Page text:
America abuses its cities and their poorest suburbs, mistreating them like despised stepchildren, first to be blamed and last to be helped. Federal and state budgets, regulations, and programs line up with the interests of giant corporations and privileged citizens to impose austerity, shortchange public schools, take away good food, and inflict the drug war on unlucky neighborhoods. Saving U.S. Cities documents these costly damages, then shows better options.
Politicians propose far-reaching improvements, and well-armed advocacy groups offer support. Many cities and a some states have acted. Daily newspapers, evening broadcasts on television and radio, weekly magazines, blogs, and websites overflow with news about these subjects. Even the Congress has taken notice.
When more cities forcefully demand enlightened federal and state action on these four interrelated problems, positive movement will occur in traditional urban planning as well, to meet the housing, transportation, and public-space needs of most residents.
Fortunately, as Saving U.S. Cities shows, political tipping points are in reach. City advocates and researchers have produced enormous bodies of evidence favoring reform. Austerians find themselves on the defensive, evidenced in elections of progressive city leaders, who signal the spread of frustration with inequality. Big city public school ills remain severe, but people call persistently for improvements, and education experiments abound. Rising health costs and epidemic obesity have led to widespread interest in food, and nutrition indicators have improved. The futility of the drug war and the high costs of unwarranted, unprecedented prison growth have become clearer year by year.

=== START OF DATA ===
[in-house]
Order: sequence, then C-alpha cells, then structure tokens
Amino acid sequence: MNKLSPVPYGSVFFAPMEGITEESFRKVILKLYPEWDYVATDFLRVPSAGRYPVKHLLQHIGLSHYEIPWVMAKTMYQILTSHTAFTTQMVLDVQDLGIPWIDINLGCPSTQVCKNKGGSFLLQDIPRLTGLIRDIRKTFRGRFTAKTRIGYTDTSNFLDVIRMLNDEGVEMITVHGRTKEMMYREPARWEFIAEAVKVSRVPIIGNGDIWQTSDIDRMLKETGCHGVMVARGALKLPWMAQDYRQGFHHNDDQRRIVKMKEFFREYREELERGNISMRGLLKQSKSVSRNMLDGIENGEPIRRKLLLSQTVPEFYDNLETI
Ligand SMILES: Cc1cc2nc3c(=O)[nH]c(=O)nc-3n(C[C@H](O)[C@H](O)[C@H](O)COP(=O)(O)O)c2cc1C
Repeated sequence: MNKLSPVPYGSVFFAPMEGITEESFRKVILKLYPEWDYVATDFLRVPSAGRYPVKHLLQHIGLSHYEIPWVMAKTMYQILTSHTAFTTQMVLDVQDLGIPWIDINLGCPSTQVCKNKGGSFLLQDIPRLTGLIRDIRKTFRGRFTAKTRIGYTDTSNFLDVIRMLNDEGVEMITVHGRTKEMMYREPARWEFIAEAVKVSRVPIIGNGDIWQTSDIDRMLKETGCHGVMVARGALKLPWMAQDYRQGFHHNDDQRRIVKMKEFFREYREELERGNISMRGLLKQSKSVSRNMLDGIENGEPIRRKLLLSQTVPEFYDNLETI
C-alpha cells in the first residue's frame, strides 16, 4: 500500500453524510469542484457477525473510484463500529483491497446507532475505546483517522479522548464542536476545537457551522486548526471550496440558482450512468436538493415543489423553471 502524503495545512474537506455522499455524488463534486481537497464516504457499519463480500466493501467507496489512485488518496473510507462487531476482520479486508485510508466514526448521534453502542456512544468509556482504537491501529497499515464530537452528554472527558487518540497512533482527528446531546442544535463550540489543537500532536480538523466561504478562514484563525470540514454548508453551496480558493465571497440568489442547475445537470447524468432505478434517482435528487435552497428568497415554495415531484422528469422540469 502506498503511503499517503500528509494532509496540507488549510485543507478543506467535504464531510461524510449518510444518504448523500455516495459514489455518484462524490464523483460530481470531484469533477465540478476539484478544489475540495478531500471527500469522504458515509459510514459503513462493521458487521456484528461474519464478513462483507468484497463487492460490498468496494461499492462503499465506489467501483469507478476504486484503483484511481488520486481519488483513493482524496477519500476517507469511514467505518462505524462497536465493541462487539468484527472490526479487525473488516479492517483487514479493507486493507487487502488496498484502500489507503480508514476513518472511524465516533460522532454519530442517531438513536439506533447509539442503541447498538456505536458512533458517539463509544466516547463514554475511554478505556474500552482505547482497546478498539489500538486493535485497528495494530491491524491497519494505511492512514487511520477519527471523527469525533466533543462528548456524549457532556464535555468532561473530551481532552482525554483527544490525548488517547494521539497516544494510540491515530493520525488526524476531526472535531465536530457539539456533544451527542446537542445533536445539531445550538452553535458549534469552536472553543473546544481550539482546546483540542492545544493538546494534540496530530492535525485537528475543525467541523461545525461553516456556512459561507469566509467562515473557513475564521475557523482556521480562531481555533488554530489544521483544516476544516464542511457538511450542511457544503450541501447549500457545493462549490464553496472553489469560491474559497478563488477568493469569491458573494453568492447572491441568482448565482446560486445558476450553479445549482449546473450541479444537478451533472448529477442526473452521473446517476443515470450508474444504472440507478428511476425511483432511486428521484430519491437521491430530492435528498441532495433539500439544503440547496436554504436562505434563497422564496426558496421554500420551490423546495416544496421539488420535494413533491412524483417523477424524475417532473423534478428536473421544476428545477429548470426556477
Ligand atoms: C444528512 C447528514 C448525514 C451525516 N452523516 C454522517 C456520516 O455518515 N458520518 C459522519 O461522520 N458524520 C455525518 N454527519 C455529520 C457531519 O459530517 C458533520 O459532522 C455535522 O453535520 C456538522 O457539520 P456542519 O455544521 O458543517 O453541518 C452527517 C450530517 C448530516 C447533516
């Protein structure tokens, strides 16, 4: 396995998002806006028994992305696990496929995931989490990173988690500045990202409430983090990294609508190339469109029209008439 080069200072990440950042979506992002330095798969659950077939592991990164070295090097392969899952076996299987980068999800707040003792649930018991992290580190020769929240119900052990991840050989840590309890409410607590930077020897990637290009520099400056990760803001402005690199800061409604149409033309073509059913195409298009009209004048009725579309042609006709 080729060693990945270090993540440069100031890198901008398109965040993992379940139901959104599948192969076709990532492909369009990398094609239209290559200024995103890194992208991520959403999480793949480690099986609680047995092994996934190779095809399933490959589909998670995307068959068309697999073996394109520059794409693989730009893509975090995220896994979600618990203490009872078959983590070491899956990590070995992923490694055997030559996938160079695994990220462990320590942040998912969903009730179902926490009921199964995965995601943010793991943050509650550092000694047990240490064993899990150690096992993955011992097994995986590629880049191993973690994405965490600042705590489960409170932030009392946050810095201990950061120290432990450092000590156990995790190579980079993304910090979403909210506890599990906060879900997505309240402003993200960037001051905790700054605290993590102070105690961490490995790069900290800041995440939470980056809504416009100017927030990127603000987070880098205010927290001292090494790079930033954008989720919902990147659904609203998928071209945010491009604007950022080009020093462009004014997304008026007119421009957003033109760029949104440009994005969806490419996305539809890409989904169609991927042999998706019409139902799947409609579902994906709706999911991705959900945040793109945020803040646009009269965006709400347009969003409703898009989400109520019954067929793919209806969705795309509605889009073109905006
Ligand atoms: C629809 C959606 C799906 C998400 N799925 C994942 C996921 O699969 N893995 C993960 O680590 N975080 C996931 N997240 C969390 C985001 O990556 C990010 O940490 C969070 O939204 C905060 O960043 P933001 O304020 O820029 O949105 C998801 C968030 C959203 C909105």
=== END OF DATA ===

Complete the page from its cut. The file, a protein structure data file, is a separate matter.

Saving U.S. Cities shows how cities can be treated as places of opportunity rather than places with problems. With strongly revived cities and suburbs, working as places that serve all their residents, metropolitan areas will thrive, thus making the national economy more productive, the environment better protected, the citizenry better educated, and the society more reflective, sensitive, and humane.
Dr. William Goldsmith
Goldsmith has published widely in scholarly journals on US cities, segregation, and poverty, and also on international urbanization and regional development. His 2016 book, Saving U.S. Cities: A Progressive Plan to Transform Urban America won Honorable Mention for the John Friedmann Book Prize from ASCP. His co-authored book Separate Societies: Poverty and Inequality in U.S. Cities won the Paul Davidoff Prize from ACSP in 1993; the second edition, in 2010, has a foreword by President Clinton. He co-edited Urban and Regional Planning in an Age of Austerity in 1980.
A member of the planning faculty at Cornell University from 1967 until 2012, Goldsmith taught also in Puerto Rico, Colombia, Brazil, Italy, and UC Berkeley. He has served on the Governing Board of the Association of Collegiate Schools of Planning (ACSP), the Faculty Committee of the Cornell Prison Education Program (CPEP), the Faculty Board of Cornell University Press, and the City of Ithaca's Board of Public Works. Earlier in Ithaca he co-founded and chaired the board of Tompco Better Housing. In the Clinton Administration he served on the Clean Air Act Advisory Committee of the U.S. Environmental Protection Agency.
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